Sir Andrew Strauss emphasizes « enormous importance » of telling children about death | Cricket News
Sir Andrew Strauss hopes people in the UK can become more open to talking about death and put aside the UK’s ‘stiff upper lip’ approach.
Former England cricket captain Strauss lost his wife, Ruth, to non-smoker lung cancer in 2018.
On Sunday, he will run the Virgin Money London Marathon to benefit the Ruth Strauss Foundation (RSF).
One of the main goals of the association is to help parents have the most difficult conversation with their children – to tell them that one of their parents is dying.
Strauss spoke of the huge benefit of speaking out on himself, his children Sam and Luca, and even on Ruth before his death.
“For a long time for Ruth and I, (her terminal illness) was this huge elephant in the room,” he said.
“Ruth had the courage to tell me, ‘The only way I can save the time I have left on this planet is to know that you and the children are prepared for what is to come.’ «
The Ruth Strauss Foundation supports families facing the death of a parent and stimulates the need for more research into non-smoking lung cancer.
Strauss said Ruth had arranged for consultations with Jenni Thomas, whose advice on how to handle conversations around death with your children is on the RSF website.
“One of the most powerful things Jenni said to Ruth and I soon after we met her was, ‘you know Ruth, the children will miss you terribly, and especially at times during their time. life, but it’s « won’t stop them from living fantastic, positive, hugely productive lives, and they can handle that. »
“It was such a weight on Ruth’s mind to hear that, and that’s how it played out.
« They get stuck, they are in school, they grow up like children, they feel like they have good friends, family and support structures and I couldn’t be prouder of the way they are. reacted to all of this. .
“It was one of the main motivations for us to create the Ruth Strauss Foundation – we had this help and support, and unfortunately every year 40,000 children are going to experience something very similar to us, and how we ensure they have access to that kind of support too?
“It forces parents to do the unnatural – we think our role as parents is often to protect our children from difficult things and unfortunately with these horrible experiences they have to be a part of that journey.
“It is extremely important, both now and afterwards, that they do not feel that they have not been told the truth or that they have been lied to. So it helps the grieving process, they also have to go through it. «
The second test between England and India at Lord’s supports the Ruth Strauss Foundation, raising funds to support families facing grief. Here’s why…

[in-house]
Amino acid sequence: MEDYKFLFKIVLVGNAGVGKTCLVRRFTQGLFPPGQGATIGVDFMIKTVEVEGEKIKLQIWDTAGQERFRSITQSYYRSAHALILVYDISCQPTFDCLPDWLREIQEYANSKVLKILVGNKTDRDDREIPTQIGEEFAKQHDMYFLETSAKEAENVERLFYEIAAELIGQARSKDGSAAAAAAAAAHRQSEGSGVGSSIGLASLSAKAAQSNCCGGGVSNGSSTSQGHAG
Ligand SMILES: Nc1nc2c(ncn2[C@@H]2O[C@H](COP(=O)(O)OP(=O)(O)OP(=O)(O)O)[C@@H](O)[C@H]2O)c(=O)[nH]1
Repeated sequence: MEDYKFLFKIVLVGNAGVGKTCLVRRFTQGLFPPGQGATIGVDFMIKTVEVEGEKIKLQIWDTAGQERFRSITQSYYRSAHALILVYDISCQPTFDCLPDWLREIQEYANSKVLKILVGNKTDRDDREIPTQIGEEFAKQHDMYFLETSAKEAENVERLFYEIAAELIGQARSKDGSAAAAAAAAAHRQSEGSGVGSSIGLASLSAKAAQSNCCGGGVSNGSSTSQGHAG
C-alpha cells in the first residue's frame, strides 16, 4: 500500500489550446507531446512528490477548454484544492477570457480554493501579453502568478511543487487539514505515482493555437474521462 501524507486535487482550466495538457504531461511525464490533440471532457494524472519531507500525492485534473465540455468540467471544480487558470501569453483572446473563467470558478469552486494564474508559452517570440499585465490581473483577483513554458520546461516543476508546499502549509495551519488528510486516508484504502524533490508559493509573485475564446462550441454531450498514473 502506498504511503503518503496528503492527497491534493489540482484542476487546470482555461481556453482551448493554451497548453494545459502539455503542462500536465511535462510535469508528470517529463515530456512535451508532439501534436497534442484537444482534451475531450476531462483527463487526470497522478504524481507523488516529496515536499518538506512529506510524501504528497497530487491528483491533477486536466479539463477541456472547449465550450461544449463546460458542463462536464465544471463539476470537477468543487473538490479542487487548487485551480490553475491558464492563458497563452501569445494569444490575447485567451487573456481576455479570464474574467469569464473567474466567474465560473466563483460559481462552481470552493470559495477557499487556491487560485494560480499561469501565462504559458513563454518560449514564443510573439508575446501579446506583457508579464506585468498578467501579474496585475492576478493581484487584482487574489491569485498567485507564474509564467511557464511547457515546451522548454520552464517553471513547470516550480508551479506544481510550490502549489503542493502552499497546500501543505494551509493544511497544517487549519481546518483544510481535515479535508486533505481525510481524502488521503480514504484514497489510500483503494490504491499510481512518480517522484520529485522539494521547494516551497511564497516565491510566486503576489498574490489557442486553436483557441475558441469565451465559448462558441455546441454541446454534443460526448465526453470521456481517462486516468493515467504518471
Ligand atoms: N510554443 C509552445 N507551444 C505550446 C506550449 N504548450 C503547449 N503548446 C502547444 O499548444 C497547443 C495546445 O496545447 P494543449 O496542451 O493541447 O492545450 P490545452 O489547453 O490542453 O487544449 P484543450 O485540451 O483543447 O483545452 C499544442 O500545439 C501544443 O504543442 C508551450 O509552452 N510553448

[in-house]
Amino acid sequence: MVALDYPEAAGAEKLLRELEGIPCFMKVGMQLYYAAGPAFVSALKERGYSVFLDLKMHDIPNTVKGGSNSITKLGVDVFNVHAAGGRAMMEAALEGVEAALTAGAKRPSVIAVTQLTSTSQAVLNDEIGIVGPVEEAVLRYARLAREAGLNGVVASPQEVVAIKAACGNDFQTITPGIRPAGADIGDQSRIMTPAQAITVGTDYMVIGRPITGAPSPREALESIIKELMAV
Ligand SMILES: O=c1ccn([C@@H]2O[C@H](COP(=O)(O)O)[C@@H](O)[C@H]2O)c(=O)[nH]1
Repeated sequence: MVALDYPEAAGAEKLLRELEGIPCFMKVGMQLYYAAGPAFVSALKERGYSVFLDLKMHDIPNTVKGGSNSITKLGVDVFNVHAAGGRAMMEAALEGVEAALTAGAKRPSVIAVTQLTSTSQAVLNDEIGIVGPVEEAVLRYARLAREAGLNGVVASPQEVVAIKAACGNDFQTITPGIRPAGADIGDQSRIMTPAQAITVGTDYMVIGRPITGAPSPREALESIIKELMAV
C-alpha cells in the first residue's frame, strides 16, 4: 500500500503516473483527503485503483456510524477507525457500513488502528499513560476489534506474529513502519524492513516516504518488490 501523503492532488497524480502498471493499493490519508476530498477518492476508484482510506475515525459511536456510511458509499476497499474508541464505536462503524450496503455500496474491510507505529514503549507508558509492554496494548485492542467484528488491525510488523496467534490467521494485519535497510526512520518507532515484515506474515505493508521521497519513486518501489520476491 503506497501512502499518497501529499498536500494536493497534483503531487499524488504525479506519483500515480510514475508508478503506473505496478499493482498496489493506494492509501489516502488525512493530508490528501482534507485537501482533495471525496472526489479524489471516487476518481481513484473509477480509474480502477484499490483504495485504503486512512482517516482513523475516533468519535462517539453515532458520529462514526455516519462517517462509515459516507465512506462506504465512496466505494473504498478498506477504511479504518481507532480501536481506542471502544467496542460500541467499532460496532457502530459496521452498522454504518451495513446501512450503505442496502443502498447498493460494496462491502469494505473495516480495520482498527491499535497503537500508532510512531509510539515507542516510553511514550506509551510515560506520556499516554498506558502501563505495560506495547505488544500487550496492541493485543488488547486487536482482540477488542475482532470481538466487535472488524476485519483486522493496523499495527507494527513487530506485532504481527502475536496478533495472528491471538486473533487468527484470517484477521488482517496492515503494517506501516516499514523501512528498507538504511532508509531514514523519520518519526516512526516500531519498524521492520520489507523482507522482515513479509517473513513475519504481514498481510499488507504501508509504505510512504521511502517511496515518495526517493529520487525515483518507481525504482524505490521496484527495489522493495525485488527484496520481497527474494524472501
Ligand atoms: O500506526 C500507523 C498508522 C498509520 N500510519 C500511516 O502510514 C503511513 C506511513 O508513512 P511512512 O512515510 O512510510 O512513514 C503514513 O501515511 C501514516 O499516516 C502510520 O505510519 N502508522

He said it was essential that these conversations with the children also continue after the death of a parent.
“I hear a lot of things, that kind of British stuff with the stiff upper lip of ‘we just have to crack’. Culturally, we have to go beyond that, ”added Strauss.
“We’ve made a lot of progress in a lot of other areas around depression and mental health and I think that’s the next step for us to be a lot more open and expressive about death.
« We’re now two and a half years (since Ruth’s death) with the boys, but we’re still trying to find reasons to ‘go’ – it could be Ruth’s birthday or Ruth’s birthday. her death or mother’s day. We will go through some photos and we will share some memories.
“I’m not sure we’re quite right yet, but I don’t think my boys are uncomfortable talking about it, and it’s a great place to be. «
England captain Joe Root believes the Ruth Strauss Foundation gave him perspective as he scored an incredible undefeated 180 in England’s opening rounds against India at Lord’s.
RSF’s other major work revolves around coordinating research around non-smoking lung cancer – which affects, early diagnosis, treatments, and sequencing of those treatments.
Strauss said the Foundation was trying to set up an expert workshop next summer and added: “It seems to be on the increase, especially among young women. Learning more about it will hopefully help us avoid that top spot.
“Then there’s the early diagnosis, which is a struggle with all lung cancers because often times you don’t get symptoms until the cancer has spread and obviously it’s too late. Then, of course, it’s about (finding out) what the right treatments are and the right sequencing of treatments, and again there’s a lot of progress going on.
« But unfortunately it’s a difficult disease, cancer, and if you look at the five-year survival rates for lung cancers, it’s not quite the case for other cancers, so there’s still a lot of progress to be made. «